Pawlenty and Bachmann The two Minnesota
candidates have been mixing it up a bit. Pawlenty and Bachmann
offer decidedly different approaches. Pawlenty is low-key, while
Bachmann is outspoken. Pawlenty has effectively been running for
president since 2009; Bachmann was not even seen as a potential
candidate until after the 2010 mid-term elections. Yet the two
are linked by their Midwestern roots, and they are trying to appeal to
many of the same groups (tea partiers, evangelicals, Iowans).
Since her emergence as a potential candidate, Bachmann has overshadowed
Pawlenty.1 Something had to give, and on July 10
Pawlenty fired the first shot during an appearance on NBC News' "Meet
the Press," focusing on Bachmann's experience more than her
positions. Pawlenty declared, "[H]er record of accomplishment in
is nonexistent." Bachmann responded with a statement, declaring,
negativity, I want
to focus on my accomplishments."2 The sniping
continued the next weekend as Bachmann issued a statement
pointing to her "record of success in the real world in business, the
law, and in fighting for our principles." "Executive experience
is not an asset
if it simply means bigger and more intrusive government," she wrote,
highlighting instances in Pawlenty's record where he had taken
positions at odds with the conservative viewpoint.
1. The Star Tribune's Steve
Sack has captured the dynamic in several editorial cartoons:
One from Feb. 26, 2011 shows the two as planets. "Q. What do you
call it when Michele Bachmann surpasses Tim Pawlenty in a Gallup
presidential poll? A. A loony eclipse."
Another shows "Prez Hopeful Tim Pawlenty Visits Michele
Bachmann." Pawlenty, holding a measuring cup, stands at
Bachmann's door. "I'm having trouble firing up the base—" he states. "Can I
borrow a cup of crazy?"
Another shows Pawlenty in Bachmann's shadow thinking, "Which
way to Iowa?" "Which way to New Hampshire?" "—"and most important,
which way out of Michele Bachmann's shadow???"
Another shows a see-saw labeled "Campaign Buzz" with Bachmann in the
air on one end and Pawlenty crushed under the other end. She
states, "You'll get the hang of it, Gov. Pawlenty—you've only been at this
for two years."
2. Democracy in Action. "Former Gov. Tim Pawlenty Appears on NBC
News' "Meet the Press," July 10, 2011. >
3. Bachmann for President statements,
Huntsman and Romney The Huntsman campaign has sought to
draw distinctions between Huntsman and Romney from the outset.1
bit in common: they are both Mormons, both have
Utah ties, both have significant business experience, and both have
rugged good looks. Romney has the advantage of having run
previously, so he has established some familiarity with voters and has
also learned what didn't work and made adjustments. Romney is
also seen as a frontrunner, albeit a weak frontrunner. Huntsman
has the advantage of foreign policy experience, and points to his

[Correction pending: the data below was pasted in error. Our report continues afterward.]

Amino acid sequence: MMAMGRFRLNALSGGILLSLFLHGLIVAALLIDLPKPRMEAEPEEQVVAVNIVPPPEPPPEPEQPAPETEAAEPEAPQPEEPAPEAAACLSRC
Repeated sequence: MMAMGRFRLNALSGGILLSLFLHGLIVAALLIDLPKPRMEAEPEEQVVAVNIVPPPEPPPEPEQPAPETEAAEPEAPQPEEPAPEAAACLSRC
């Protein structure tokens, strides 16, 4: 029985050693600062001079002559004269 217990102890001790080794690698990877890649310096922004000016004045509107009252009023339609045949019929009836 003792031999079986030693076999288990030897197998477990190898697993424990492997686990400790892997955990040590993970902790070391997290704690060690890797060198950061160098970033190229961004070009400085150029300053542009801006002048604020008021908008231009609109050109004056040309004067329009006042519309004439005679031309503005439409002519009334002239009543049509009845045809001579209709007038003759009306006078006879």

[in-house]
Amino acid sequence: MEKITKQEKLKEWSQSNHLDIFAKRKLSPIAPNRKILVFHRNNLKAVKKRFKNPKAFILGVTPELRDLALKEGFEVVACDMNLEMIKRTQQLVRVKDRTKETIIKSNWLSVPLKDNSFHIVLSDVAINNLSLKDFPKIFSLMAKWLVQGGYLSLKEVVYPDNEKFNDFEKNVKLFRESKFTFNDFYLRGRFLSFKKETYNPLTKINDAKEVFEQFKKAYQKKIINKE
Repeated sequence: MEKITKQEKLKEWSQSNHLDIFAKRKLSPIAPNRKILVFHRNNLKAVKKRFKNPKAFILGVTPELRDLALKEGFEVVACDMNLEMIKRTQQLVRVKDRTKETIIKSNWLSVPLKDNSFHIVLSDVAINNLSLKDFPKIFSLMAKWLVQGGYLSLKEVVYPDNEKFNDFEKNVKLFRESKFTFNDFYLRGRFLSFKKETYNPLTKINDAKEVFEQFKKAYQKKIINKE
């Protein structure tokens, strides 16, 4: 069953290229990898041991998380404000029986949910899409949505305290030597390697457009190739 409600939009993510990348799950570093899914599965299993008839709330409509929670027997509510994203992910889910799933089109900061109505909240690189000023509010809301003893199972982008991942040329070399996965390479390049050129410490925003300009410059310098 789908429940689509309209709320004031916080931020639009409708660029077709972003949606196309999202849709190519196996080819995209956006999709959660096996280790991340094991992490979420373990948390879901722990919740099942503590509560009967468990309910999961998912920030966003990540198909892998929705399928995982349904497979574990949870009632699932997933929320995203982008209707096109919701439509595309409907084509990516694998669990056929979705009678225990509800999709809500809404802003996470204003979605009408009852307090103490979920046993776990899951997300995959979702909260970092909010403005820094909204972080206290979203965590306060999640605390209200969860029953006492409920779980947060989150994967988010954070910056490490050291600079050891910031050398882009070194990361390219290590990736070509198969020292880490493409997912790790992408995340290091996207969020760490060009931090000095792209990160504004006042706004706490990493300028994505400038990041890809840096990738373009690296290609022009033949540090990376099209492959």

successes as governor. However, they are competing for many of
the same fundraisers and voters.2 In the first few
months, the Romney campaign did not seem to pay much attention to
Huntsman, instead keeping its focus on the economy. Romney
nonetheless dealt a rather severe blow to Huntsman on July 6, when his
campaign announced endorsements of more than 60 Utah elected officials.3
having difficulty finding a groove,
and on July 21 campaign manager Susie Wiles announced her
resignation. Senior advisor Jon Weaver issued a statement, "Now
the campaign is moving into phase two which will be more aggressive
from a messaging and tactical standpoint." Aggressive meant
focusing more attention Obama and on Romney; this was evident, for
example, from a July 25 Huntsman release "The Romney-Obama Budget Plan:
Raise Taxes."4 1. See for
example one of the Huntsman campaign's launch videos, "An Authentic
Conservative," which includes several barbs directed at Romney or
the semil-daily "The Morning Hunt."
2. See Luis F. Perez. "Romney, Huntsman to Compete for Utah
Donors." Newsmax, May
12, 2011. Also Matt Viser. "Romney camp moved London
fundraiser out of Huntsman supporter’s home." Boston Globe, July 1, 2011.
In terms of voters, Huntsman signaled his intent to compete
aggressively in New Hampshire, which is seen as almost a must win state
for Romney. See for exampleSteve
building big NH team, changing tone."
Associated Press, July 26, 2011. Peoples writes that Huntsman "is
quietly assembling what may end up
being the largest paid GOP primary effort in the state's
a couple of editorial cartoons were found which address the Mormon
question, and the challenge it poses in winning over evangelical
voters. The cartoons are quite similar; both portray Huntsman and
Romney as missionaries trying to win over a Republican elephant.
(Bagley, for the Salt Lake Tribune—Huntsman: "What do you really know
about Mormons..." Romney: "...and would you care to learn
more?" Elephant: "Nothing and no." Fitzsimmons, for the
Arizona Daily Star—Huntsman:"I'm Elder Huntsman and he's Elder
Romney." Romney: "We're Moderates." Elephant: "No,
thanks. I got my own religion."
3. Romney for President
release. "Mitt Romney Announces Support of Utah Officials."
July 6, 2011.
the list actually supported Huntsman, but the fact that so many
officials from Huntsman's home state would back another candidate did
appear to bode well for him). Huntsman did a little response in
kind the next day, announcing Jim Rappaport as chair of his campaign in
4. Jon Huntsman for
Romney-Obama Budget Plan: Raise
Taxes." July 25, 2011.